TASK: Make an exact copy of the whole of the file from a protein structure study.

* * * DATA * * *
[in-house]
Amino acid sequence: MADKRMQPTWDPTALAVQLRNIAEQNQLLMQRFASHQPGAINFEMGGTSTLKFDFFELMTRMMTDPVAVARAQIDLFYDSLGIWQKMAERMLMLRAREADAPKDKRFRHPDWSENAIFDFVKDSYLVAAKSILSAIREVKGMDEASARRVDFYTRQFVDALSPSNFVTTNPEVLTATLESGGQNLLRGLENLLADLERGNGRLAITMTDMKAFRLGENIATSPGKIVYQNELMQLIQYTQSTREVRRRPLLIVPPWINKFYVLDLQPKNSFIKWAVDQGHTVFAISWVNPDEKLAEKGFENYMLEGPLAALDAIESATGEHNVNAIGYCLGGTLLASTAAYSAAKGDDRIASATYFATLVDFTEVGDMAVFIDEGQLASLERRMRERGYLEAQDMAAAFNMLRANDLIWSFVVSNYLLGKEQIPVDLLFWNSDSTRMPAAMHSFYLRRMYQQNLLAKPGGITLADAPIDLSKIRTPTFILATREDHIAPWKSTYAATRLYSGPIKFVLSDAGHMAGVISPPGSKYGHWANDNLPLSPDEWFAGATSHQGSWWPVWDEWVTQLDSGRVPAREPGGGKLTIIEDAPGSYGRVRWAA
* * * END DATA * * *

[in-house]
Amino acid sequence: MADKRMQPTWDPTALAVQLRNIAEQNQLLMQRFASHQPGAINFEMGGTSTLKFDFFELMTRMMTDPVAVARAQIDLFYDSLGIWQKMAERMLMLRAREADAPKDKRFRHPDWSENAIFDFVKDSYLVAAKSILSAIREVKGMDEASARRVDFYTRQFVDALSPSNFVTTNPEVLTATLESGGQNLLRGLENLLADLERGNGRLAITMTDMKAFRLGENIATSPGKIVYQNELMQLIQYTQSTREVRRRPLLIVPPWINKFYVLDLQPKNSFIKWAVDQGHTVFAISWVNPDEKLAEKGFENYMLEGPLAALDAIESATGEHNVNAIGYCLGGTLLASTAAYSAAKGDDRIASATYFATLVDFTEVGDMAVFIDEGQLASLERRMRERGYLEAQDMAAAFNMLRANDLIWSFVVSNYLLGKEQIPVDLLFWNSDSTRMPAAMHSFYLRRMYQQNLLAKPGGITLADAPIDLSKIRTPTFILATREDHIAPWKSTYAATRLYSGPIKFVLSDAGHMAGVISPPGSKYGHWANDNLPLSPDEWFAGATSHQGSWWPVWDEWVTQLDSGRVPAREPGGGKLTIIEDAPGSYGRVRWAA